“We know everything about him there is to know,” Col. Kunavin told Krotkov during their meeting at the Moskva Hotel. A day later, the colonel told Krotkov his role would be to get to know Marie-Claire. “You must gain control of her; make her ours. You must get her in bed.”
Nor were the Dejeans the only mark. The Soviets also wanted to recruit an assistant air attaché at the French embassy, Col. Louis Guibaud, who was also married and whose wife Ginette would also have to play a sexual part in Krotkov’s little cinema vérité production. Moscow’s Frank Sinatra at the time, the actor and singer Misha Orlov, would be the one to seduce Madame Guibaud.
“When the time comes, it all will fit together,” Kunavin said. “You’ll see; we have something special in mind. There is one thing in our favor. Dejean really is trying to do his job. He wants to get out among the people—and his wife is trying to help him. He really wants to be friends. Well, we’ll show him how friendly our girls can be.”
Orlov and another KGB operative, Boris Cherkashin, who masqueraded as a Soviet diplomat named Karelin, arranged for a not-so-chance encounter with Madame Dejean at a resort by the Black Sea. She was duly impressed with their company and, perhaps not wanting to squander the opportunity to get to know a national celebrity and fellow foreign service officer, befriended them.
The three kept running into each other again and again at state functions, furnishing the perfect pretext for the eventual introduction of the ambassador’s wife to Krotkov. This happened aboard a police motorboat, repainted and redecorated to resemble a private boat, which, after being stuffed with fine wine and gourmet cuisine, took a picnic cruise along the Khimki Reservoir. Krotkov set to work on Madame Dejean, telling her that a friend of his, an official in the Sports Administration, had lent him the craft that had actually come from the Moscow militia, while Orlov hit on Madame Guibard.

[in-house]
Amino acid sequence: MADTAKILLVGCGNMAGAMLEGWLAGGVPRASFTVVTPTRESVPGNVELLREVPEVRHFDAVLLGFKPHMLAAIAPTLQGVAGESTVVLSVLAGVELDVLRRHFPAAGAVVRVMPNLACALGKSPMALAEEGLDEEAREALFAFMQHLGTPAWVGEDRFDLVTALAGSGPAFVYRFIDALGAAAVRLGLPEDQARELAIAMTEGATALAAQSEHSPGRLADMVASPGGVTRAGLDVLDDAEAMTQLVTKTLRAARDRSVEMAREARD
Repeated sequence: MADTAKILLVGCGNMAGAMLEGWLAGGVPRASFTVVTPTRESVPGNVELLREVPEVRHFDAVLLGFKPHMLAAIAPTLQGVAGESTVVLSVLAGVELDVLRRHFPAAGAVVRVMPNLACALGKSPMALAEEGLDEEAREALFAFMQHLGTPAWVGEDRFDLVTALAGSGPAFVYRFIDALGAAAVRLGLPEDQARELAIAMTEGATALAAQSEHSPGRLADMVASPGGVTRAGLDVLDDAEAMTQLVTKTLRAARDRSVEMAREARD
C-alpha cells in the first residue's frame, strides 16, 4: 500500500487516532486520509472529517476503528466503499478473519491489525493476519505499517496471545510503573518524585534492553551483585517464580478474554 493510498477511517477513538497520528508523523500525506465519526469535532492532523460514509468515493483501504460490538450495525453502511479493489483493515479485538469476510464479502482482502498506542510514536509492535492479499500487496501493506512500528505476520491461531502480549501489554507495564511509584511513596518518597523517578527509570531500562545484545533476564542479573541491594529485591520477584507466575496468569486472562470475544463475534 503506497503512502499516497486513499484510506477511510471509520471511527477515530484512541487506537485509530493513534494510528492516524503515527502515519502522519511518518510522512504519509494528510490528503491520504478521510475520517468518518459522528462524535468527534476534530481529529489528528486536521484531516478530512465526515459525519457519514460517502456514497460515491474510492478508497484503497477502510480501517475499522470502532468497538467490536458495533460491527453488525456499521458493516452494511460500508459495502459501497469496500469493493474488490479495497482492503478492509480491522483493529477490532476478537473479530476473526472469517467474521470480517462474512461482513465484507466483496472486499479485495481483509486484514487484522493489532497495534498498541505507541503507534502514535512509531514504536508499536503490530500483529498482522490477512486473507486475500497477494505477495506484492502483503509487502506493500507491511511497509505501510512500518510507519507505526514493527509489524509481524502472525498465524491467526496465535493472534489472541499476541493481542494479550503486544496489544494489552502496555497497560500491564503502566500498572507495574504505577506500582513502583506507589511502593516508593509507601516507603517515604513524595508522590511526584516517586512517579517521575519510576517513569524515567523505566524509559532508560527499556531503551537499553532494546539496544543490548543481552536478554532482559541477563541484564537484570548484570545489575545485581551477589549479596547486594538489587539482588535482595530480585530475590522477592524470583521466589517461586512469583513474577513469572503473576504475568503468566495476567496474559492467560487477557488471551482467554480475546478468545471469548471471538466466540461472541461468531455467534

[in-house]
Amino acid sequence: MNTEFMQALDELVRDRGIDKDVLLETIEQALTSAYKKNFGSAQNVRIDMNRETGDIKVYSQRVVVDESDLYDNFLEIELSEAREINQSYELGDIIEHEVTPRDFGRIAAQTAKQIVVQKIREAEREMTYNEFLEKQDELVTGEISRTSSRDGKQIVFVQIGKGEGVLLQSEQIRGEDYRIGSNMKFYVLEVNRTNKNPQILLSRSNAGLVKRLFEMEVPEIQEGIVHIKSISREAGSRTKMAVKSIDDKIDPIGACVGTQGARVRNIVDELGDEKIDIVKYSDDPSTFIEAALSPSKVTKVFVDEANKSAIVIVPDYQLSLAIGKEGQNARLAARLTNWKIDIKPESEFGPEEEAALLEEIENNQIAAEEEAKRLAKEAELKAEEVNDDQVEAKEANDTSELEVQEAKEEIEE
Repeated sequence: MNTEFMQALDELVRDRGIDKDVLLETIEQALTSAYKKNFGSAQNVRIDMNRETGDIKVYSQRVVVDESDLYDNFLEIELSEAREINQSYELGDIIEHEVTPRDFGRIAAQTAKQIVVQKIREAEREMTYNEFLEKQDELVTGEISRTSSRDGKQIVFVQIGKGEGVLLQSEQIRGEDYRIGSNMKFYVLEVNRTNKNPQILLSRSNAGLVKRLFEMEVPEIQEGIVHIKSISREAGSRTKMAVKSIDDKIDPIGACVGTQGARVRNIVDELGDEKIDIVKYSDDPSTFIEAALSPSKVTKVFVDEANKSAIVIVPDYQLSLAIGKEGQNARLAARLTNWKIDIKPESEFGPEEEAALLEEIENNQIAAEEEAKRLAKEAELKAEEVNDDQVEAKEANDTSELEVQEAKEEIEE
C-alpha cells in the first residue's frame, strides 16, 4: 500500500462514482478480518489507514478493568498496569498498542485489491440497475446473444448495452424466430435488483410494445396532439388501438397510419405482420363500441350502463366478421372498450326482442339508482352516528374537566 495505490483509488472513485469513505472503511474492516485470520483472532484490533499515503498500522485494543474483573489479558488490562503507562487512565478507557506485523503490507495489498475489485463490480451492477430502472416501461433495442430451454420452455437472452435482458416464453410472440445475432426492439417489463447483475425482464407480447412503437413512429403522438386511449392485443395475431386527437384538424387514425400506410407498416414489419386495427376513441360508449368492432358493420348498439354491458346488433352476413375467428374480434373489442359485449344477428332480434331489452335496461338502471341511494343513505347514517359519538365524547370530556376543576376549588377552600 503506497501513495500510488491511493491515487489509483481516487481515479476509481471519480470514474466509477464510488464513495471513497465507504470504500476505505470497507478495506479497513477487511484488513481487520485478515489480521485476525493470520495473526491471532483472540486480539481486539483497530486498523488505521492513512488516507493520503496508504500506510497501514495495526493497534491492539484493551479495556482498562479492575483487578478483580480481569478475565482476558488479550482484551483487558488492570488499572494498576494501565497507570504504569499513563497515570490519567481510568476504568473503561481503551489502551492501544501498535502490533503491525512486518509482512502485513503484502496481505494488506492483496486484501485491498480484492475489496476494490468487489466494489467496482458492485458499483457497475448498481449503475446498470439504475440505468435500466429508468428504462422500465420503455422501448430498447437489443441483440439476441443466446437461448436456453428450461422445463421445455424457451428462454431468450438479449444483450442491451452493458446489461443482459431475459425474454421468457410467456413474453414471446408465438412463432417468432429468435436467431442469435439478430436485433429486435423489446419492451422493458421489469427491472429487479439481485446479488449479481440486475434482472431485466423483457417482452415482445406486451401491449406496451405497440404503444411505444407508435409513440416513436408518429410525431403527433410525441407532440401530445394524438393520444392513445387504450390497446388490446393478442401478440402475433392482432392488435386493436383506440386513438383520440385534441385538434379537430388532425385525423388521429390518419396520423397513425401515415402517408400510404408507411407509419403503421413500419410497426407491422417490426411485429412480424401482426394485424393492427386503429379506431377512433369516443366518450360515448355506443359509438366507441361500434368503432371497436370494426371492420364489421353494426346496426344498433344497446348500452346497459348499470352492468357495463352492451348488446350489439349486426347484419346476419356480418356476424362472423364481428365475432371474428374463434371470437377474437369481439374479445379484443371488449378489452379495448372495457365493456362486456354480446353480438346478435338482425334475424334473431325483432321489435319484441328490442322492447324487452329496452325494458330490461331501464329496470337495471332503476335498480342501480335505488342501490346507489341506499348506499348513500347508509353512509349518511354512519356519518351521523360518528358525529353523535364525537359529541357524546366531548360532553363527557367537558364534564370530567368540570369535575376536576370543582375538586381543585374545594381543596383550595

Here the set-piece recounted by Barron really did resemble something out of Dangerous Liaisons by way of The Lower Depths.
Krotkov asked Madame Dejean how she was finding the Soviet Union. Too polite to tell the truth, she answered that she was “delighted” by it as well as the graciousness of her communist hosts. Krotkov then compared Moscow unfavorably to Paris, trying to provoke her into national amour-propre, a challenge she also (diplomatically) declined by refusing to compare the two cities.
Krotkov: “Would you have me believe that you like everything you have seen?”
Madame Dejean: “I am a guest. We did not come here to criticize. We came to help our countries be friends.”
Krotkov: “And I hope you succeed. But we should be honest, and I might as well tell you that there is much in Soviet reality that I detest. As a writer, I would be interested to know if we see the same reality.”
Madame Dejean: “If you insist. One difference between France and the Soviet Union: a conversation over a glass of wine can bring a Frenchman to the verge of revolution, while your people seem willing to tolerate anything. I think it very sad when people lose their capacity to be outraged.”